Thursday, April 7, 2011

(500) Days of Frustration

This was originally written for the ASMSU Exponent.

It is said art is a reflection of society, whether the art supports or condemns it. Because of this, there are lessons to be learned from books, music, television and movies. While it may seem strange to plug a 2-year-old movie, the 2009 film “(500) Days of Summer” is just such a film. And please be forewarned, there are spoilers ahead.

For the unfamiliar, “(500) Days of Summer” is a deconstruction of modern romantic comedies and ‘happily ever after’ endings, showing a 20-something man’s desperate attempts to recall what went wrong in a failed relationship with a woman he was certain was “the one.” At first, he thinks only of good memories but soon begins to see the flaws in both the relationship and his ex-girlfriend.

In fact, the movie thoroughly deconstructs the notion of “the one.” The opening narration informs the audience it is a story of boy meets girl, but not a love story. Protagonist Tom, thanks to an overly romanticized perception of love, is convinced Summer is “the one” because of serendipity. His world is shattered when she breaks up with him, believing his one chance at happiness is gone forever.

Yet the movie contends there is hope. Tom may lose who he thought was the love of his life, but losing her puts him on the (rough) path to realizing his warped views. Eventually he finds purpose in revisiting his long-shelved dream of being an architect, instead of finding his soulmate.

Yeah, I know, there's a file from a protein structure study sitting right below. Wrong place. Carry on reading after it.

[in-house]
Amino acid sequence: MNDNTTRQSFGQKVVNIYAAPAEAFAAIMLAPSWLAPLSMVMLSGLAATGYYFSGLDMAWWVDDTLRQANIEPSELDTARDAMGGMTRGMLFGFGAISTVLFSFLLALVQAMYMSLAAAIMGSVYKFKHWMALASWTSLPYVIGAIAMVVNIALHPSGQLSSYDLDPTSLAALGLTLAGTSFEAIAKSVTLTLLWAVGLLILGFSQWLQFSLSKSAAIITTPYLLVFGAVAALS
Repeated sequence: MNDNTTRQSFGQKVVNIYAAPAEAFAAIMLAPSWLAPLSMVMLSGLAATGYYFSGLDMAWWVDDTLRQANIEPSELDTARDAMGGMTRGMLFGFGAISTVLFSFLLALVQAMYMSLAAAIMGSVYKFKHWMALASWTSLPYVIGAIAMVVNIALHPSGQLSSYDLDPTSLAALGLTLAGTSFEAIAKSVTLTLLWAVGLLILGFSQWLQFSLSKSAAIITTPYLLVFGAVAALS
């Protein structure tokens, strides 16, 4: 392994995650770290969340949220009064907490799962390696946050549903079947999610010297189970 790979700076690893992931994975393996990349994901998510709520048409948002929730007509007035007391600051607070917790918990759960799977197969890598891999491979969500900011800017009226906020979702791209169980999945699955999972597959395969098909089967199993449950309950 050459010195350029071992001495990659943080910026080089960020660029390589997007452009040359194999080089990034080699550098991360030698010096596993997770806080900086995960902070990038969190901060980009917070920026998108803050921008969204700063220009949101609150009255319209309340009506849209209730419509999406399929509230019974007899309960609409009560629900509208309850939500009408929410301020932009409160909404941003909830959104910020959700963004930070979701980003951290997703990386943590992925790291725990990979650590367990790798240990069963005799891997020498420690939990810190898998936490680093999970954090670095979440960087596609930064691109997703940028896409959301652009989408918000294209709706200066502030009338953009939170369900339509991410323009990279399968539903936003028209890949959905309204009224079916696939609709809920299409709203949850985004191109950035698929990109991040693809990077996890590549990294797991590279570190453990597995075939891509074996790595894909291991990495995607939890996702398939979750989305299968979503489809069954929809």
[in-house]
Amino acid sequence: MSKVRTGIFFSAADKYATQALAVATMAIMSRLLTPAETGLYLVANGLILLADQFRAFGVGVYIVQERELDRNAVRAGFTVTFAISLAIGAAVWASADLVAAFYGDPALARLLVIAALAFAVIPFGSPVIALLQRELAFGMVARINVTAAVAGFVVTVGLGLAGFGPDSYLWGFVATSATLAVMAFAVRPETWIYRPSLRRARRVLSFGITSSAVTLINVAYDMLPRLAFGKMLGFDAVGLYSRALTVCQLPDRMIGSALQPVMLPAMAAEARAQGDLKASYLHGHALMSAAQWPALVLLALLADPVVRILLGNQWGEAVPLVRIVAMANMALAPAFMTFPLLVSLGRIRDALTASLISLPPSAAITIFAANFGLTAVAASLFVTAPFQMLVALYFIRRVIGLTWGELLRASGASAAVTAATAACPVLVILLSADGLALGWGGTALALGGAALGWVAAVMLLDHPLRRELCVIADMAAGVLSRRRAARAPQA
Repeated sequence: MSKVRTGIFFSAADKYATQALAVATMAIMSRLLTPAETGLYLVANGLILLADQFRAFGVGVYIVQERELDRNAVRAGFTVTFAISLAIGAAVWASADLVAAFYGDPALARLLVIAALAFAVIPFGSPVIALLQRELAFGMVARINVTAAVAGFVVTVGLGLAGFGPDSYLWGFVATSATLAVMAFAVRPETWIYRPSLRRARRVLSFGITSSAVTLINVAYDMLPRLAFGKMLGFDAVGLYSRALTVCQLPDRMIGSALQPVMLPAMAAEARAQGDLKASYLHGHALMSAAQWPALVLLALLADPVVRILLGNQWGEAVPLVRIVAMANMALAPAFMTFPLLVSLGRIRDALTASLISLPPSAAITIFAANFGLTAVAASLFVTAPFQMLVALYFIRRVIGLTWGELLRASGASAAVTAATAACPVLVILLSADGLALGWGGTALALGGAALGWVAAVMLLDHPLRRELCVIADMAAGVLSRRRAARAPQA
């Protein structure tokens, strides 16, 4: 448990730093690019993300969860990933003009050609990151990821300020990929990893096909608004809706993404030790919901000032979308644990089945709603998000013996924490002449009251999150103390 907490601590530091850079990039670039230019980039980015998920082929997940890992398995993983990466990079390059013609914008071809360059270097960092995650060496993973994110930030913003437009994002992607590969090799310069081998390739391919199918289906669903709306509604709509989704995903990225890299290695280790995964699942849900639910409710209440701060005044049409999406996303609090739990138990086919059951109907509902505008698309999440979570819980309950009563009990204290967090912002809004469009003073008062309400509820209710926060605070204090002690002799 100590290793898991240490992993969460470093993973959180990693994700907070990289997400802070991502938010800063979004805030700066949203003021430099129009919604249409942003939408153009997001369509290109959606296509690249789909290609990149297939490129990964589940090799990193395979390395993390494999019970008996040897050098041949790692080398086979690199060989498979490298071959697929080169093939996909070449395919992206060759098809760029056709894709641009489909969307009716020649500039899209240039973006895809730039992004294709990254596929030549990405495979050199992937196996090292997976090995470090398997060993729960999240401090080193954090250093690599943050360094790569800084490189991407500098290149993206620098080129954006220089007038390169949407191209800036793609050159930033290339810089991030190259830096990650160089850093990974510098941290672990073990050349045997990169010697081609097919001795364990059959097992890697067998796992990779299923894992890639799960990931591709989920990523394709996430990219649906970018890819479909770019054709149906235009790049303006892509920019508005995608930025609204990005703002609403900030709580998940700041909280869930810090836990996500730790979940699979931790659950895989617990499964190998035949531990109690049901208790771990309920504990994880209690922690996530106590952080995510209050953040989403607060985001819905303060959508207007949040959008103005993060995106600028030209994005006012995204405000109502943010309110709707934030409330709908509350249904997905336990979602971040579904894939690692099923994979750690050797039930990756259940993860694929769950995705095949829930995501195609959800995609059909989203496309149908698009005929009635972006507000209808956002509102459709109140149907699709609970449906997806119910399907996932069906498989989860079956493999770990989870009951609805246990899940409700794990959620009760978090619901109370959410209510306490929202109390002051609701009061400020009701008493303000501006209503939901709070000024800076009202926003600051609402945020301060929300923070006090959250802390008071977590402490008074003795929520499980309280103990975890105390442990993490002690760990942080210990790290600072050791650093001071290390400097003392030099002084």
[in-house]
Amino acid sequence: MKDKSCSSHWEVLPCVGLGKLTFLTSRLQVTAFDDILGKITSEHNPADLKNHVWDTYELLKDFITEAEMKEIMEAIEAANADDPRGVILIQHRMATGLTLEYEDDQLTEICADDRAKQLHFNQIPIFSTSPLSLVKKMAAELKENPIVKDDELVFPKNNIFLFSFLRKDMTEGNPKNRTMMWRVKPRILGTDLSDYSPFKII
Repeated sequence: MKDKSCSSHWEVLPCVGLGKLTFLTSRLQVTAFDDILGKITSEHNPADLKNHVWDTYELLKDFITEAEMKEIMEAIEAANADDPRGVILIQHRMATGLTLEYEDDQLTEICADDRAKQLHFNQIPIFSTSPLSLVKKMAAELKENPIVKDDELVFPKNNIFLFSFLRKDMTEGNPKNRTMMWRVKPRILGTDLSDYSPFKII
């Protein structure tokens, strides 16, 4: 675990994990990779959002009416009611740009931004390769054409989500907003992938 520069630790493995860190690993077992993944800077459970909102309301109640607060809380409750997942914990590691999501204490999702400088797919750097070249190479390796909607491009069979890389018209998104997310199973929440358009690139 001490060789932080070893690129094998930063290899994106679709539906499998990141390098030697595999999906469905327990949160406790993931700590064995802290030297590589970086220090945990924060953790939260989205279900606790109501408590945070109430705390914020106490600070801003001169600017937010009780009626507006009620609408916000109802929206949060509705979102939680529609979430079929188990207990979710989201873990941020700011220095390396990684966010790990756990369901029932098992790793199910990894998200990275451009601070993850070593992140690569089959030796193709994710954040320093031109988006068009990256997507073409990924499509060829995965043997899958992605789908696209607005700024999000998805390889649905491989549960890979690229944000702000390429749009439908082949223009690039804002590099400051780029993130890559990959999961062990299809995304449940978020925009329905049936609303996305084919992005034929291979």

This movie brings to light a bitter truth about relationships: Many men and women our age lose themselves to relationships. They become oblivious to clear red flags and wonder what went wrong when things end. It’s too easy to tie self-worth to a significant other in a desperate search for “the one.”

There is nothing wrong with dedication to a significant other, but when one’s own sense of self-worth is wholly dependant on the other person, it’s a problem waiting to happen. We must remember to have our own lives too; otherwise, what’s the point of being an individual?

As for whether or not “the one” exists, that is for you to decide. The movie leaves this question open, as should you. There may be someone out there who is perfect for you in every way, but you shouldn’t wait around for the stars to align. Live your life and take advantage of opportunities around you. Don’t miss out because of a hellbent soulmate hunt.

This is a movie every person in the college age group should watch. It has valuable lessons in love that many people can benefit from. It’s not uncommon for someone to walk away from this movie after seeing it for the first time feeling humbled after seeing their own in the character's actions. Experience this movie, and take its moral to heart.

If you still need a reason to watch this movie, have I mentioned it stars Zooey Deschanel?

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